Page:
Wed, Sep 08, 2004 - Page 2 News List

Archives eye temporary location in Shihlin District

By Ko Shu-ling  /  STAFF REPORTER

The Cabinet is mulling turning the former Taipei American School into a temporary national archive before a permanent facility is complete by 2011, the Taipei Times learned yesterday.

"We're thinking of spending NT$100 million to refurbish the three-story, 1,500-ping building and rent it from the National Property Bureau for 10 years," said Lin Chiu-yen (林秋燕), chief secretary of the National Archives Administration under the Cabinet's Research, Development and Evaluation Commission.

The 1,000-ping Shihlin District lot on which the building stands is designated as a park, and must become one within 10 years.

Lin said that she hoped to see the plan finalized by the Cabinet by the end of the month, and to complete the renovation project by the end of next year.

About 130,000 to 150,000 document files are transferred from local governments to the National Archives Administration each year.

Lin said that the administration hopes to establish a National Archive in northern Taiwan by 2011.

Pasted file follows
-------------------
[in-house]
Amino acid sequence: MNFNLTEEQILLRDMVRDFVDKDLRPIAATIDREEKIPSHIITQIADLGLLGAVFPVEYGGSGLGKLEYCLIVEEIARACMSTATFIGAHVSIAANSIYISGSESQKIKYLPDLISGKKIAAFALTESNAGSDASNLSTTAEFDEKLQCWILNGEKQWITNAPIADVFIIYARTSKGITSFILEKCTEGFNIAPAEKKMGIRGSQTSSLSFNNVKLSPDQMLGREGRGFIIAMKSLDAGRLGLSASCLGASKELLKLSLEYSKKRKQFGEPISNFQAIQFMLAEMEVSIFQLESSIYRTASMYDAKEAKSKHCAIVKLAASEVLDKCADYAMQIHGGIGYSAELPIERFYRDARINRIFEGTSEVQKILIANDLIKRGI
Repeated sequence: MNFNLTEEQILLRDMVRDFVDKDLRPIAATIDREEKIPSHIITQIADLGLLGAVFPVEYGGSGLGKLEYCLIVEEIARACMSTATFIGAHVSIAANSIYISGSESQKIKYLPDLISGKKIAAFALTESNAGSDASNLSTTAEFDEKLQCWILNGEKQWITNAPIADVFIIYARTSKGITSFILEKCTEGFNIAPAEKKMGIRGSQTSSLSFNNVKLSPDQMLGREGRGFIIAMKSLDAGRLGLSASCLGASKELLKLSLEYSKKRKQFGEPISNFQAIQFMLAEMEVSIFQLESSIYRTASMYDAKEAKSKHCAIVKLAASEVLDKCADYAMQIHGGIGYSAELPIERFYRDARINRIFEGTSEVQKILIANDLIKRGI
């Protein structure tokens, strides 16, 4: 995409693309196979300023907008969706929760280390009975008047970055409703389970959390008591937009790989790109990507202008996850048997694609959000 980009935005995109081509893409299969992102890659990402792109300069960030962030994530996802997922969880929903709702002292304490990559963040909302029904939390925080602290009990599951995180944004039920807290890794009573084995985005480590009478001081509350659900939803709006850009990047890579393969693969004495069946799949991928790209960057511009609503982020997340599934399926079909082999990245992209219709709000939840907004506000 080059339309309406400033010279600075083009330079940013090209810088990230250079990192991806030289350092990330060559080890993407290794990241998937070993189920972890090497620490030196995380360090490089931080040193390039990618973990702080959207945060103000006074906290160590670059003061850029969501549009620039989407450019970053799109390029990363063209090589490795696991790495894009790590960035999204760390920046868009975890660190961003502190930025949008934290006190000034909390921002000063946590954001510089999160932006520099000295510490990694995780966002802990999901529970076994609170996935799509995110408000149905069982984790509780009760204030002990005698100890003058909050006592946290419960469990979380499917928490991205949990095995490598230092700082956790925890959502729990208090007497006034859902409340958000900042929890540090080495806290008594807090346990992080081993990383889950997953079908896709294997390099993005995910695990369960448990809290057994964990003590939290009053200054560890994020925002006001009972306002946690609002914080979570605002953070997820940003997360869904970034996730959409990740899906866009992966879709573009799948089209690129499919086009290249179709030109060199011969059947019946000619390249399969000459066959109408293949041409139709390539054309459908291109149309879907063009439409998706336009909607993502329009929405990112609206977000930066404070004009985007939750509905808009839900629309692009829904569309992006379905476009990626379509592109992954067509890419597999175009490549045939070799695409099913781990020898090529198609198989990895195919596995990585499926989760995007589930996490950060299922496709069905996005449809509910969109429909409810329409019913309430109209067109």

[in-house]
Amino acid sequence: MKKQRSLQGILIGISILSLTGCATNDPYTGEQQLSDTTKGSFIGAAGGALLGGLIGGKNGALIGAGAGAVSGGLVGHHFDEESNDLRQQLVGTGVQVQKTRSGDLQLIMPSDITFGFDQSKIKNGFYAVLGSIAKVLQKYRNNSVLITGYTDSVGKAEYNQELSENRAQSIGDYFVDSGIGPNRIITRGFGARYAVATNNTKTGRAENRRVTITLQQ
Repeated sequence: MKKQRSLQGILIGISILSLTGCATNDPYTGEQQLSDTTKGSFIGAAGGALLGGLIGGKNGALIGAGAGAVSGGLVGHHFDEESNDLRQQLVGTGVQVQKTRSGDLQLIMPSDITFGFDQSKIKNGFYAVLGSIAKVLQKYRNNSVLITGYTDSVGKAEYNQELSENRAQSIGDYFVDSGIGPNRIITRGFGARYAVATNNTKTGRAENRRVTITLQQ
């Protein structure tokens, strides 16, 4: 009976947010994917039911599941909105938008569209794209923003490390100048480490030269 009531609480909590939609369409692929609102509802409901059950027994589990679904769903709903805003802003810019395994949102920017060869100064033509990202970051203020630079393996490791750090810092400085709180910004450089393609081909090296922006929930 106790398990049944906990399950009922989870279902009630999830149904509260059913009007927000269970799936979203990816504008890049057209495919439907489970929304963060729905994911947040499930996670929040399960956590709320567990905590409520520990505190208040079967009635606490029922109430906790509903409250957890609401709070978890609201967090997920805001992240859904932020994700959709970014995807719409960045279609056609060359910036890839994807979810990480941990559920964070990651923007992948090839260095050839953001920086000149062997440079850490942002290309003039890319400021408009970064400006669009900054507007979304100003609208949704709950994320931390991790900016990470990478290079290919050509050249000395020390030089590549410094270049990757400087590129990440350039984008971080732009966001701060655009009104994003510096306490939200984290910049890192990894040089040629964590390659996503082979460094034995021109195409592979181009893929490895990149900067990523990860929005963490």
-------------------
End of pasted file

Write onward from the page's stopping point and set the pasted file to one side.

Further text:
"We hope to spend NT$5 billion building the facility, not including land acquisition expenses, by 2009 at the earliest and by 2011 at the latest," she said.

With the life expectancy of such a facility at roughly 20 years, Lin said that the administration hopes to build a second facility in central Taiwan by 2031, and a third in the southern part of the country by 2051.

The nation's official archives are currently kept in the 1,000-ping exhibition center and a 30-ping room located in the National Archives Administration building in downtown Taipei.

Established in 2001 and inaugurated in January 2002, the administration spent about NT$33 million renovating the 37-year-old, three-story building, which was formerly a military base.

The facility currently has about 73,000 paper files and more than 7,000 non-paper items in storage. It has digitized about 60,000 of the files, or more than 1 million pages.

Local governments have about 600 million to 700 million official documents. Lin said that about 20 million of them are more than 25 years old and are worthy of preservation at the National Archives Administration.

Lin said that the administration also hopes to complete the establishment of a virtual national archive by the end of this year, before the temporary facility is complete.

The Web site is slated to focus on four major national events: the 228 Incident, the Formosa Incident, the 921 Earthquake and the constitutional reforms conducted by the National Assembly before it became a body that only convenes for special purposes.

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